After taking our own photos and exploring the various buildings here we were in need of refreshment, which we found in a lovely little café nearby.

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    A tatami mat workshop

    by toonsarah Written Dec 31, 2013

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    Tatami in the making
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    We saw a couple of these traditional tatami mat workshops on our travels in Japan (the other one was in Nikko), but unfortunately on neither occasion did we manage to catch anyone actually making the mats. Nevertheless it was interesting to see the weaving frames and tools used for this process.

    Tatami is the traditional Japanese floor covering and its distinctive appearance, texture and scent will linger long in my memories of the country. The scent in particular, because when you sleep in a tatami room you do so on futons, lying very close to the floor and fall asleep with that straw smell as a perfumed “lullaby”.

    Tatami is still used a lot in Japan, and not only in traditional houses, as many modern homes and flats have at least one tatami-floored traditional room. The tatami mats are always made in standard sizes, which varies a bit with the region, but is usually around 1.80 metres long by 90 centimetres wide, and always with a ratio of 2:1. Because of this, rooms in Japan are also made in standard sizes and are measured and described as multiples of tatami mats (for example, a tea room is often 4½ mats and a shop usually 5½ mats).

    Traditional tatami mats are made with an inner core of rice straw and a covering of woven rushes, bound at the edges with decorative cloth or brocade. The covering is known as the tatami omote; it is made of a soft reed and each mat needs about 4,000 to 5,000 rushes, which are woven together with hemp or cotton string. To make the tatami goto, as the straw core is known, 40 centimetres of straw is crushed to just five centimetres deep. Finally the edging or tatami beri is bound over the long edges.

    There are some rules (this is Japan, there are always rules!) about the most auspicious arrangement for tatami mats. You will never see a room with tatami arranged in a simple grid pattern; the borders should not create a cross shape, because that would mean that you had joined four mats in that spot and the number four is considered unlucky in Japan because it is pronounced like the word used for death: shi. It is also considered unlucky to step on the cloth-bound border of a tatami mat, although avoiding them is easier said than done and I’m sure I stepped on many during our stay!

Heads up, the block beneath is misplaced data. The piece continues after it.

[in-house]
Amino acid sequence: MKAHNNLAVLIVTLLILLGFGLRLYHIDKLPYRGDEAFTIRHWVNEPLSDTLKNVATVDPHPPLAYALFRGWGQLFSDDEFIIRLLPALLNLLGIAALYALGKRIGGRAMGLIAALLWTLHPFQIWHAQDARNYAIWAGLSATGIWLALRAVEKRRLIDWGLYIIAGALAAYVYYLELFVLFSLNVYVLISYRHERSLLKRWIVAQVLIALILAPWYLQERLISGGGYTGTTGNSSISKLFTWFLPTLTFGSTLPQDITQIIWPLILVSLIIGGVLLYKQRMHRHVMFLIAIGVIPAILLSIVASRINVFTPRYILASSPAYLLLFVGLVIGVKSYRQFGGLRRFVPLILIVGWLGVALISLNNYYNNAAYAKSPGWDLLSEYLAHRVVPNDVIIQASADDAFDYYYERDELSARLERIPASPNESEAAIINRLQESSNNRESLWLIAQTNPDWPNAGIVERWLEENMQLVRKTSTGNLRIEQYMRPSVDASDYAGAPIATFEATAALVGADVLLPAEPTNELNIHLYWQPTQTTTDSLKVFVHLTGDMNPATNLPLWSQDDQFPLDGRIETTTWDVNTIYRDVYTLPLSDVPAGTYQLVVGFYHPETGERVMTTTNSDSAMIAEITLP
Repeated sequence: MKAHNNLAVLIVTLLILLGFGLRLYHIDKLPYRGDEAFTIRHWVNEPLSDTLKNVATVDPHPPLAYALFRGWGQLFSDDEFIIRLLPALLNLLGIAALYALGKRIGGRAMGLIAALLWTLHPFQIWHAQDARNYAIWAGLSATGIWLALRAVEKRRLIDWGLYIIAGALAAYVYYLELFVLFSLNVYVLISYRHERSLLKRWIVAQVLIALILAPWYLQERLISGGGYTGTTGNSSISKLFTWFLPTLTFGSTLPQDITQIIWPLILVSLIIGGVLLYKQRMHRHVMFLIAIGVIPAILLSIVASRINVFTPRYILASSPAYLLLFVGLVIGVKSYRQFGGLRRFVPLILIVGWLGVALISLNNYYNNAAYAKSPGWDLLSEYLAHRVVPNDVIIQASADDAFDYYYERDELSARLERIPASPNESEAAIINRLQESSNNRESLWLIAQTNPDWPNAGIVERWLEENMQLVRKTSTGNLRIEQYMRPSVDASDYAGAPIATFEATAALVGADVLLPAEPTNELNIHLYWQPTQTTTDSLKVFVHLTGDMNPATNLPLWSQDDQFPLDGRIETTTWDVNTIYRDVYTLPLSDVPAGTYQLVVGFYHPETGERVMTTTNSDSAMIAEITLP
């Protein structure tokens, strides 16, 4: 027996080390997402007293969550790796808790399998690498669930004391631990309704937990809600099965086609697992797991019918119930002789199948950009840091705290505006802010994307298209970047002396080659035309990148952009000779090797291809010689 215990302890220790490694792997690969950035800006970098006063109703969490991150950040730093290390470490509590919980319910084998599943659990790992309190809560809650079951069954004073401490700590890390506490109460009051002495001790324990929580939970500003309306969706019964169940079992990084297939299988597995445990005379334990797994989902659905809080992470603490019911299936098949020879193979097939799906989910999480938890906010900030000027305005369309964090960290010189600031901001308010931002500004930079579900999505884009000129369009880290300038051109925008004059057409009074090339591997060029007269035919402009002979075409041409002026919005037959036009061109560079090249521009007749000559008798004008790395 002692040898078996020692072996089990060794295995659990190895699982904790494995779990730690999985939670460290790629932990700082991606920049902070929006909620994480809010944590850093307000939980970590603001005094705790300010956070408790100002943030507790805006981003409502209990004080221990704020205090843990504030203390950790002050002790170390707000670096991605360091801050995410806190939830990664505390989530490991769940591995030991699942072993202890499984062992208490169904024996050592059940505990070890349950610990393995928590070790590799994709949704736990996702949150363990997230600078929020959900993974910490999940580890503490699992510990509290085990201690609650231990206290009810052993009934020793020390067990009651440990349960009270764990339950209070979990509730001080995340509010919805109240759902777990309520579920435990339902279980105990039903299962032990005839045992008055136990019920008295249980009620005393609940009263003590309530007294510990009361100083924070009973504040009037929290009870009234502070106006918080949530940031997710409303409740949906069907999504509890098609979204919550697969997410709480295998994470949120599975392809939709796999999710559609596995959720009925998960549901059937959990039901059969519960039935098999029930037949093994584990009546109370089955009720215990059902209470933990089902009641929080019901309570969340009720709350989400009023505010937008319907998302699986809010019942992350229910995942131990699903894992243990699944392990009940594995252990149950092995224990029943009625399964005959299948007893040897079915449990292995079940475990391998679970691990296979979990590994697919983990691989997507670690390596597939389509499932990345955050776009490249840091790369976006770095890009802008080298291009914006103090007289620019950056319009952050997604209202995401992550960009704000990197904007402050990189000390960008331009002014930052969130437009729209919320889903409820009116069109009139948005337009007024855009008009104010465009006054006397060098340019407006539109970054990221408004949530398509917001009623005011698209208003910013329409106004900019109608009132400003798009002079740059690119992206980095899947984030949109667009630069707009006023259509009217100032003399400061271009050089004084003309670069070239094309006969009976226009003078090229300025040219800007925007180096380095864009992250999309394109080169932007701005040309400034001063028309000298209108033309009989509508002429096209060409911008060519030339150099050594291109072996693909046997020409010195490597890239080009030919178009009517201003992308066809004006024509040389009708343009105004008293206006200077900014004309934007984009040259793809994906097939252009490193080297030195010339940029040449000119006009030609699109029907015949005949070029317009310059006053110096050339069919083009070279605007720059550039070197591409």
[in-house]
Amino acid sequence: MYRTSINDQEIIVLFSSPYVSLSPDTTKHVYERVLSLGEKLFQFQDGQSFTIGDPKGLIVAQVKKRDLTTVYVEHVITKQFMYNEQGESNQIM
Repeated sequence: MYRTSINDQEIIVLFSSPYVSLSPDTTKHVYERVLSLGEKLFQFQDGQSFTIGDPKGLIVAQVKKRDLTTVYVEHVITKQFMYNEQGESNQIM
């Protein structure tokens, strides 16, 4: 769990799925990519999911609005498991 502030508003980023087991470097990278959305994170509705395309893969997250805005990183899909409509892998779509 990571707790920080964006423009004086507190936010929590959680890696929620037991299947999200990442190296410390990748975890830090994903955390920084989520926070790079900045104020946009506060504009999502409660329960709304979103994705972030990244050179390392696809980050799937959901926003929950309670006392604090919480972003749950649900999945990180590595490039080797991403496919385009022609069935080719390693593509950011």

After visiting the old houses and strolling the nearby streets some more, we headed back to the hotel to freshen up for dinner.

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    Sarubobo Dolls

    by arianne_1504 Written Jun 27, 2010
    Giant Sarubobo in Takayama

    You will see the faceless Sarubobo Doll EVERYWHERE in Takayama, as it is a special product of Hida Takayama. These dolls are a kind of charm, which Grandmothers make for grandchildren as dolls, and for daughters for good marriage, good child, and being a well-rounded couple.

    We noticed a lot of different types of Sarubobo dolls in Takayama - all sorts of colours, styles and shapes. Apparently the colours mean different things:
    * Blue Sarubobo for luck in study and work;
    * Pink Sarubobo for luck in love;
    * Green Sarubobo for luck in health; and
    * Yellow Sarubobo for luck in money.

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    RICE FIELDS

    by Pixiekatten Updated Feb 10, 2007

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    Before coming to Takayama all ricefields I had seen had been while swooshing past them seated on Shinkansen. But here I got the chance to have a closer look while walking out of town on my way to the Mahikari World Shrine and Hida Folk Village.
    The afternoon sun was reflected in the water. The mountains rose in the background, still covered in snow. A beautiful scenery indeed.

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    SARUBOBO

    by Pixiekatten Updated Feb 7, 2007